The woeful inability of Akbayan to contest and hold back the neoliberal economic agenda of the current government is testimony to this. Akbayan might have some positions in government, but to imagine that this is the same as winning government or being in power is to fool oneself and your supporters. To defend its line by arguing that it's trying to influence the direction of government is farcical. The fact is that Akbayan is unable to influence the direction of government to the extent that it claims it can. Akbayan’s record under the PNoy presidency demonstrates this. You merely end up becoming co-opted in the system.
If you are using your positions in government for your own political purposes, such as access to resources to build your base, that's a different matter. But please don't claim that the aims are to influence and change government policy, and so on and so forth.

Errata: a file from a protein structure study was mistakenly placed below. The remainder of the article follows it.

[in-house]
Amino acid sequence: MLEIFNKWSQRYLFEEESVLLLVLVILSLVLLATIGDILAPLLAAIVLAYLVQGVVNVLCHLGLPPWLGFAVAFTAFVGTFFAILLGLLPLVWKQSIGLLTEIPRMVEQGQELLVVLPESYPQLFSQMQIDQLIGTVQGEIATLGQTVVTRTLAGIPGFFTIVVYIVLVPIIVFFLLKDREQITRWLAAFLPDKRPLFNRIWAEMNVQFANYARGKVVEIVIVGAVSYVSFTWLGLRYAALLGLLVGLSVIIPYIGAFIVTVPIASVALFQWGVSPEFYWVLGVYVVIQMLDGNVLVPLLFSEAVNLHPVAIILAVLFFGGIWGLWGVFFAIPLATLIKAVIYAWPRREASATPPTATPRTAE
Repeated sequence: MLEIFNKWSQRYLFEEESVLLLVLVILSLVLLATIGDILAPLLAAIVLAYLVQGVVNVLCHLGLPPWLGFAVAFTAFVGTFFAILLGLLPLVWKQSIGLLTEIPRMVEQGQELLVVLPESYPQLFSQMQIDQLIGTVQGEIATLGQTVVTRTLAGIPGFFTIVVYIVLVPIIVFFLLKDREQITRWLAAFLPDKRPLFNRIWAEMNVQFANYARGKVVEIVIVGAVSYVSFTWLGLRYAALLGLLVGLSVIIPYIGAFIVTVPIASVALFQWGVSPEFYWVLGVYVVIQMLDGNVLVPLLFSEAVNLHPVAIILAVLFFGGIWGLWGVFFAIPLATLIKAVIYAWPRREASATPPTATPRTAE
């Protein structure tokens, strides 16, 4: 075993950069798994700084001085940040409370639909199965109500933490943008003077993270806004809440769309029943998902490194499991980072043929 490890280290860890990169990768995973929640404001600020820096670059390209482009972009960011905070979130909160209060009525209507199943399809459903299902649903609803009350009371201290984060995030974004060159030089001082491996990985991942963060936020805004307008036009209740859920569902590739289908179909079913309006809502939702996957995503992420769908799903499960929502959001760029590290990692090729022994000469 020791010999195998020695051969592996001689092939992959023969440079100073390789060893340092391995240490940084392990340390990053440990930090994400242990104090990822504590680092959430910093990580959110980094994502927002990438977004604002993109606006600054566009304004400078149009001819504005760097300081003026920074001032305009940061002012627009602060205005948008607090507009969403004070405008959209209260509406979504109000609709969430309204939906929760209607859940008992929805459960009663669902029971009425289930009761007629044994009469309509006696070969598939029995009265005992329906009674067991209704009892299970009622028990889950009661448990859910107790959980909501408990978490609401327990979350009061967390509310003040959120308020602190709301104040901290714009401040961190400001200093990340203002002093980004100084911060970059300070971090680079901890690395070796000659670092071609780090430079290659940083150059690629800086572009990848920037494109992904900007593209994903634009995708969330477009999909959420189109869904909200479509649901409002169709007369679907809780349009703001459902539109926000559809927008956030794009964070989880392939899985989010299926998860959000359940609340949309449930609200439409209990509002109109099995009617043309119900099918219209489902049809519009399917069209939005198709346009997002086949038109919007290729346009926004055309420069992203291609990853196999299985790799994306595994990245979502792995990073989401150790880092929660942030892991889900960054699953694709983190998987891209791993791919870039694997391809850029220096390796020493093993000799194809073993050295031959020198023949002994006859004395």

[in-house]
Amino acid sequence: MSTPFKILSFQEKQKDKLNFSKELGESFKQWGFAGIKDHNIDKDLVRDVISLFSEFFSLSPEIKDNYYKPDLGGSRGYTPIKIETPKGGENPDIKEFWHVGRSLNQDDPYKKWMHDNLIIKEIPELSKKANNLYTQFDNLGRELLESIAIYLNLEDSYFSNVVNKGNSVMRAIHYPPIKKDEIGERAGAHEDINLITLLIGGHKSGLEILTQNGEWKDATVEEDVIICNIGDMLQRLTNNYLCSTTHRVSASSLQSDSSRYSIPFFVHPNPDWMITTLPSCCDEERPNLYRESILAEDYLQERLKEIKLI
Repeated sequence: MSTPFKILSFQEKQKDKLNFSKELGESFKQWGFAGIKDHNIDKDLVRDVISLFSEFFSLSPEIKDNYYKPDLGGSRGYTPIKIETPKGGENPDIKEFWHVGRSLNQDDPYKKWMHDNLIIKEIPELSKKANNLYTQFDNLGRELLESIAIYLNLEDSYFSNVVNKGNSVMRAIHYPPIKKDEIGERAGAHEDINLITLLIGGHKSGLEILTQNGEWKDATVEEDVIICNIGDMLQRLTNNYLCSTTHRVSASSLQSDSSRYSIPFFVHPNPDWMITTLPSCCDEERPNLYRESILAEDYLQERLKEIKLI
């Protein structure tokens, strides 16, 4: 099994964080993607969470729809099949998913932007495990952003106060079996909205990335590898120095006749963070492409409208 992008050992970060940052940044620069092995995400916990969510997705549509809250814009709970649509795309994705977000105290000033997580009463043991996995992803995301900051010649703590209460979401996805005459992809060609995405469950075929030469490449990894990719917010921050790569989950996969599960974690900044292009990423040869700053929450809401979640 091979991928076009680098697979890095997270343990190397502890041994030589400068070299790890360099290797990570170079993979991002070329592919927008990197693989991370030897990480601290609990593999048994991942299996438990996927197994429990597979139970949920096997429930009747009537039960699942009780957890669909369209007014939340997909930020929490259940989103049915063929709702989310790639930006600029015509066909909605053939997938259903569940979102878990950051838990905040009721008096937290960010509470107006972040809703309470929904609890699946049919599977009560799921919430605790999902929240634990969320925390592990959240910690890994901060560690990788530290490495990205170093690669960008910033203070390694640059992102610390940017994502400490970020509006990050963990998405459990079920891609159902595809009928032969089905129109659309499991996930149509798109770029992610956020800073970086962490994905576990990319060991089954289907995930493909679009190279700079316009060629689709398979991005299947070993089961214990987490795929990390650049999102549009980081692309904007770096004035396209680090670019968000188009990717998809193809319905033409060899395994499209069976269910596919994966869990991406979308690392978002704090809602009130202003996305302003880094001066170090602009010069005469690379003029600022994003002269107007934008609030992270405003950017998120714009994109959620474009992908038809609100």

Some international examples
And we too study international events and examples. We believe that in Bolivia and Venezuela today, we have socialist parties and forces who have actually won government and are using this power to implement anti-neoliberal policies and change the system. This also includes mass mobilizations on a massive scale and people’s power participation in government. Here 'protest' and 'governance' are combined in a unified strategy and are not mutually exclusive.
In contrast, we also have the experience of the PT in Brazil and the ANC in South Africa, which are governments implementing pro-market neoliberal policies. These are traditionally considered to be progressive and Left parties which were able to win government.
The problem is the system
Our differences with Akbayan are also linked to an assessment of the nature of the economic and political system. Akbayan believes, according to the article, that the system has 'limitations'. We, on the other hand, believe that the system itself is the fundamental problem. The system cannot be reformed. It needs to be replaced in order to implement meaningful and far-reaching changes.